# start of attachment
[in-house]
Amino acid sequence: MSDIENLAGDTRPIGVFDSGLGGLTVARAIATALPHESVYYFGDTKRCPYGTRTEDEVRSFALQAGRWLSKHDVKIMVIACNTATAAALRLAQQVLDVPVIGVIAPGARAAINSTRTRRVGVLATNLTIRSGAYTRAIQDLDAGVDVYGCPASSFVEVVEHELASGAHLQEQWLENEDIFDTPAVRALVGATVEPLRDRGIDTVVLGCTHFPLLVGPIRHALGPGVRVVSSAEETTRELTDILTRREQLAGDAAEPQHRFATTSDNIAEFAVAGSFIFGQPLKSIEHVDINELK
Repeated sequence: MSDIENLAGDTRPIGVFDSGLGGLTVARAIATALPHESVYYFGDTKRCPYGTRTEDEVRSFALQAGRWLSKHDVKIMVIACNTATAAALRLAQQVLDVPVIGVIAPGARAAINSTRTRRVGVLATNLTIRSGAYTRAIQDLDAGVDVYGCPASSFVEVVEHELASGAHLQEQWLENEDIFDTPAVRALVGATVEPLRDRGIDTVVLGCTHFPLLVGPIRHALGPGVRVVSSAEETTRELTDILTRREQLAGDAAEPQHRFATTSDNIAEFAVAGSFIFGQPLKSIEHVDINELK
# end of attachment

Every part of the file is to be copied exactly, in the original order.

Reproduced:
[in-house]
Amino acid sequence: MSDIENLAGDTRPIGVFDSGLGGLTVARAIATALPHESVYYFGDTKRCPYGTRTEDEVRSFALQAGRWLSKHDVKIMVIACNTATAAALRLAQQVLDVPVIGVIAPGARAAINSTRTRRVGVLATNLTIRSGAYTRAIQDLDAGVDVYGCPASSFVEVVEHELASGAHLQEQWLENEDIFDTPAVRALVGATVEPLRDRGIDTVVLGCTHFPLLVGPIRHALGPGVRVVSSAEETTRELTDILTRREQLAGDAAEPQHRFATTSDNIAEFAVAGSFIFGQPLKSIEHVDINELK
Repeated sequence: MSDIENLAGDTRPIGVFDSGLGGLTVARAIATALPHESVYYFGDTKRCPYGTRTEDEVRSFALQAGRWLSKHDVKIMVIACNTATAAALRLAQQVLDVPVIGVIAPGARAAINSTRTRRVGVLATNLTIRSGAYTRAIQDLDAGVDVYGCPASSFVEVVEHELASGAHLQEQWLENEDIFDTPAVRALVGATVEPLRDRGIDTVVLGCTHFPLLVGPIRHALGPGVRVVSSAEETTRELTDILTRREQLAGDAAEPQHRFATTSDNIAEFAVAGSFIFGQPLKSIEHVDINELK